There is transformative power coursing through the 12 songs on Emily Alone, the new album from indie-folk project Florist. It’s not loud or showy or self-serving or generous. It’s just there, simple and plainspoken, waiting to be engaged and willing to move through anyone who needs it.
Presumably, that’s what happened to Emily Sprague, the Los Angeles-based singer-songwriter named in the album’s title. Last winter, she wrote and recorded Emily Alone during a period of isolation and personal reflection spurred by the unexpected death of her mother and a move across the country, away from her collaborators in Florist (the band’s home base is still listed as New York on their Bandcamp).
Two years ago, Florist released an album called If Blue Could Be Happiness, wherein Sprague’s delicate songs about memories, mourning, color and light were modestly buttressed with gentle percussion and softly glowing synths. The results were disarmingly beautiful and moving.
On Emily Alone, Sprague strips down her songs to their barest elements, leaving only her voice, words and plucked acoustic guitar (plus an occasional exception) to carry the message. What’s left is not just bedroom-recorded confessional music, but pure introspection, confusion, revelation and emotion rubbed raw and exposed to the world. These songs are not sad so much as they channel the ebbs and flows of life lived inside a human brain with startling accuracy.
“I write and I read / I spend time in the sea, but nothing brings clarity to what makes me me,” Sprague sings in “As Alone,” the album’s wistful opener. She knows enough, though, to comfort herself from the second-person point of view later in the song: “Emily, just know that you’re not as alone as you feel in the dark,” she sings over and over as her guitar seesaws back and forth between two chords. It’s a conversation that will resonate with anyone who has ever wrestled with their place in this world.
Generally speaking, the songs on Emily Alone sound similar to one another. But listen closely and you’ll find their subtle differences. There are tracks that are more melodic, such as “Moon Begins,” with its hypnotic finger-picking and airy chorus about death and love, and “Now,” which pairs the album’s catchiest melody with a more traditional-sounding folk-guitar pattern. On “Ocean Arms,” Sprague hangs the faint drone of a synthesizer behind her whispered, bewildered vocals: “Why do I feel so happy when I stare at the ocean?” she sings, her voice cracking in places. “Then devastated when I stare at the ocean?”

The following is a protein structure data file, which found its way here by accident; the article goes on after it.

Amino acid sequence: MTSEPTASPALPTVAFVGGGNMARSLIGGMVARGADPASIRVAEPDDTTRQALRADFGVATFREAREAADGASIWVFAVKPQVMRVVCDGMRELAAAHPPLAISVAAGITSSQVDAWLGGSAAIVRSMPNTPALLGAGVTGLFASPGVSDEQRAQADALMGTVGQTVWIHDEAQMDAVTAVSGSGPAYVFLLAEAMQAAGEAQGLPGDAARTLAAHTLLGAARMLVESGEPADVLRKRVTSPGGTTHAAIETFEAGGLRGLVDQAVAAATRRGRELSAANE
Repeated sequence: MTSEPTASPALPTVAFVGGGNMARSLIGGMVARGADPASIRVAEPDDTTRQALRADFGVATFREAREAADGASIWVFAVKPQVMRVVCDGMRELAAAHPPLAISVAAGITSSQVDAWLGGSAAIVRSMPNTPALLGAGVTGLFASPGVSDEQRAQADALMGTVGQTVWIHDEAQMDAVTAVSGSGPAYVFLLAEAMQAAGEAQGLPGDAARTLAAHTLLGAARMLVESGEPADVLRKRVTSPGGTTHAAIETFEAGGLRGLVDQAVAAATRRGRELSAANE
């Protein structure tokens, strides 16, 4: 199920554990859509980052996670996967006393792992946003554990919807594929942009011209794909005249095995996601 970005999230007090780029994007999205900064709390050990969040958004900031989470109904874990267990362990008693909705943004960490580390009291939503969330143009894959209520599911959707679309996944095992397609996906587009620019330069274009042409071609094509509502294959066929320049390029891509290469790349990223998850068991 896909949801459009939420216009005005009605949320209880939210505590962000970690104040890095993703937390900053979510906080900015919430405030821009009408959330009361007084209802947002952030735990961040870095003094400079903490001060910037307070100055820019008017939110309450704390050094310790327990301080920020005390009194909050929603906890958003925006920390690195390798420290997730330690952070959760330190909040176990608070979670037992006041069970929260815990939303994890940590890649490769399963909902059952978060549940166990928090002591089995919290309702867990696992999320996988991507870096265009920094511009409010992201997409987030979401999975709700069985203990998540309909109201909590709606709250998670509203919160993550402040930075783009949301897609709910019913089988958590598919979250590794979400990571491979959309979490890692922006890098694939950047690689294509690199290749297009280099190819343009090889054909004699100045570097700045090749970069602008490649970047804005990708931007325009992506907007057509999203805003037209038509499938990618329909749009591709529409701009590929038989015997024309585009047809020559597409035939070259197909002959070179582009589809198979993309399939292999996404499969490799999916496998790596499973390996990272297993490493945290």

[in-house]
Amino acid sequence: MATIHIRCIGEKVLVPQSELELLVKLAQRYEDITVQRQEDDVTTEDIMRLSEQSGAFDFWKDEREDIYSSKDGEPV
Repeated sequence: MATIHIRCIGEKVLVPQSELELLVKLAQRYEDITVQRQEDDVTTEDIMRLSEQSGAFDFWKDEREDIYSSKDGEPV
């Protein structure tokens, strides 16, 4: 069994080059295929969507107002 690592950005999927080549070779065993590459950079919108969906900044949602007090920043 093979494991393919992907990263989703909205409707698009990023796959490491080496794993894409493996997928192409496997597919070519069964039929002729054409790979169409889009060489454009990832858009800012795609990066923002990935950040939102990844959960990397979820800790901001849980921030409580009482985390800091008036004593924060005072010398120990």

There are also songs that—thanks to repeated tones and uncomplicated melodic ideas—take on more of a meditative feel. Backed by a simple chord progression, “I Also Have Eyes” finds Sprague at times employing a linear narrative style, even encouraging herself to “go outside the house, say hello to someone, look at their eyes.” For most of its three-and-a-half minutes, one root note anchors “Rain Song,” a hymn to the natural world that fades away like the black of night at dawn. And two of Emily Alone’s best songs—“Time Is A Dark Feeling” and “Today I’ll Have You Around”—showcase one of Sprague’s unique specialties: She writes songs that hover entrancingly, enticing the listener not with tractor-beam beats or huge hooks, but with a persistent and wholehearted interest in reaching your heart and speaking to it in a way that only it can understand.
Does this all sound like something that would appeal to everyone at all times? Probably not. Perhaps you have to be in the right place—emotionally, spiritually, spatially or whatever—for Emily Alone to impact you fully. But if you’re there, you’ll feel it. And if you’re not there, that’s OK. When you’re ready, Florist will be there waiting for you.